I’m really enjoying writing this new novel. How long has it been since I said anything remotely like that?
The past couple of weeks have been particularly intense as bit by bit I’ve picked away at what this novel actually is. I’ve had to be harsh and realistic with a lot of things; many of the things that drove me to writing this book have had to be chopped or changed in order to make it work.
In particular this involves the locations that, while they were perfect for individual sections of the story, were really acting as inhibiters to what the story wanted to do. In other words, the locations and some of the characters were holding the story’s development back without me even knowing it.
One of the most important things I realized was that the book doesn’t start at the beginning of the story; it starts two thirds of the way through. So where before I thought I only had some editing and tidying up to do to bring it all into shape, it turns out I’ve still got quite a lot to write.
It also turns out that I had to map out and write an entire back story in order to fully understand why the book starts where it does, how the characters all got there, and what their motivations were that led to them arriving at the book’s opening scene. That was an interesting process, which served to highlight all the holes and problems as as well as how much more complicated the story is to what I initially thought.
It’s been a fascinating journey that has led to me altering my entire book writing process. Compared to all my previous books, this will be the first novel I’ve written that has had full and proper outlining and preparation applied to it before getting a finished draft down.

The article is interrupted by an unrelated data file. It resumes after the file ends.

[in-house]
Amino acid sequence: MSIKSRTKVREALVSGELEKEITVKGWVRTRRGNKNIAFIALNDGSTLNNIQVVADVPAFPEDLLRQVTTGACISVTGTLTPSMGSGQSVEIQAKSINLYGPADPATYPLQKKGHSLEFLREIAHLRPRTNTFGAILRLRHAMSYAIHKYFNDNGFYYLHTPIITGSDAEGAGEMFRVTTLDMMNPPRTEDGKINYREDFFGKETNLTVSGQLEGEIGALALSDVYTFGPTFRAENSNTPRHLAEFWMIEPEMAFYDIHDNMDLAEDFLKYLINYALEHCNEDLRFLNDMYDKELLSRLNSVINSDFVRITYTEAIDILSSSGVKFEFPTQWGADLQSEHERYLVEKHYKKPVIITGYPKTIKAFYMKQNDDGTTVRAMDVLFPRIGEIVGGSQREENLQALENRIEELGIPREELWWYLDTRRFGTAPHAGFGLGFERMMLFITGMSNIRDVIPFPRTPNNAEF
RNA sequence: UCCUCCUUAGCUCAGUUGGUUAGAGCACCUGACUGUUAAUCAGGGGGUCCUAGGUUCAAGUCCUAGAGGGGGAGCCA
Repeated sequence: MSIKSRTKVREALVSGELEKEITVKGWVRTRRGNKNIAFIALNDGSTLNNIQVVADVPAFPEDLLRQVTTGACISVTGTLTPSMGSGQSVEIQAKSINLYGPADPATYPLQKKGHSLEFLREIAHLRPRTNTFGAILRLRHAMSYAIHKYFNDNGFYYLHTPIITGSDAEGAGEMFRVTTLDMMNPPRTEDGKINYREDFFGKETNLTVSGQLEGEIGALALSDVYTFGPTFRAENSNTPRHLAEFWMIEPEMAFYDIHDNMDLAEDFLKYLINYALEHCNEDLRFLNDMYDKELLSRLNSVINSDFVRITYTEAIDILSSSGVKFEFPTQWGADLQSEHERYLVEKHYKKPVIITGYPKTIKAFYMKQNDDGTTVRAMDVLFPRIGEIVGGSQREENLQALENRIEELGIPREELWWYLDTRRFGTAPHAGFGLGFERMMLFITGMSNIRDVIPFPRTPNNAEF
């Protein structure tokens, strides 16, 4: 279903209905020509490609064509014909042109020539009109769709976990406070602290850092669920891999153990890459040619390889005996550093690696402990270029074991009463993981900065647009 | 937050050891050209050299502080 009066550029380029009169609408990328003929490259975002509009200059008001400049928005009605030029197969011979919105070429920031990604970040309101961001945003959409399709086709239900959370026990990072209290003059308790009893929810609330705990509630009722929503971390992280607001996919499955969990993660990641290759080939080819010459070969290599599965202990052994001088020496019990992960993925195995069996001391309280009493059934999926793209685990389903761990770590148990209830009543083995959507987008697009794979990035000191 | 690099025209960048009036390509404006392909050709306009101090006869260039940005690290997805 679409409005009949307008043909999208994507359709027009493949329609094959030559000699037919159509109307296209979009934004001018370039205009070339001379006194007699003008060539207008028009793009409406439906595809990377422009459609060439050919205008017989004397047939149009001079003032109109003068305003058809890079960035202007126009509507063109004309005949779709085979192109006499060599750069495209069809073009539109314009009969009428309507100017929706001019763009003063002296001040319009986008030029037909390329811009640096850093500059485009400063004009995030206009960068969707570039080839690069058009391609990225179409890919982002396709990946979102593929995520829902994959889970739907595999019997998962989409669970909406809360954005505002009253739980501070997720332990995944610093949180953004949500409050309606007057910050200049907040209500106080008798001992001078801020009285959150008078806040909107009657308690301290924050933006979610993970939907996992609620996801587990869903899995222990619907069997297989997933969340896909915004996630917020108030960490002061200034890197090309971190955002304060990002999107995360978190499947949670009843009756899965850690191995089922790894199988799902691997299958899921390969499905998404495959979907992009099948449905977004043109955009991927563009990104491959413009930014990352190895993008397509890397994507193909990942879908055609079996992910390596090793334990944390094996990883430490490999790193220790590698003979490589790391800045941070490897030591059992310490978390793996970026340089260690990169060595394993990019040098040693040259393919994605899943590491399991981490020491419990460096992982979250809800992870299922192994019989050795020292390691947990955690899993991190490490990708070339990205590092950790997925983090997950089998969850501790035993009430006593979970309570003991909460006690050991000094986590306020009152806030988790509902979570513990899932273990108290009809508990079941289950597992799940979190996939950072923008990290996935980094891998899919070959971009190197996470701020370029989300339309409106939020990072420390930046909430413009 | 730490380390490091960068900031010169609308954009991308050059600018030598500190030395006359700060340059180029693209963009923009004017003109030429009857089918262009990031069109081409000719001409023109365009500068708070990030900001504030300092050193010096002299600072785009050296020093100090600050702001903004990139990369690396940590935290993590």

There were around 62,000 words when I picked up Gatecrash as an “unfinished project” last month, so I now reckon there is another 20-30,000 still to go before I have it down. And it is this that excites me most. The fact that I now know what happens and am not writing blindly into the scent of a good idea is helping, and the fact that I know why and where all the little hints and twists are to go is extra helpful.
Best get back to it.
Wonderful news, Colin. Seems you’ve got it all sorted and the best bit is in front of you – writing it down. I can’t tell you how many times I’ve had to make myself go back and look at a story to see the first turning point and make THAT the beginning or just a page or two before. Very often, the backstory is actually the first third which can (if you really can’t let it go) be fitted into the story later, as plot advance points or even part of the ‘B’ or ‘C’ story.
Also, the things I most like and hold onto, are often what really need to go…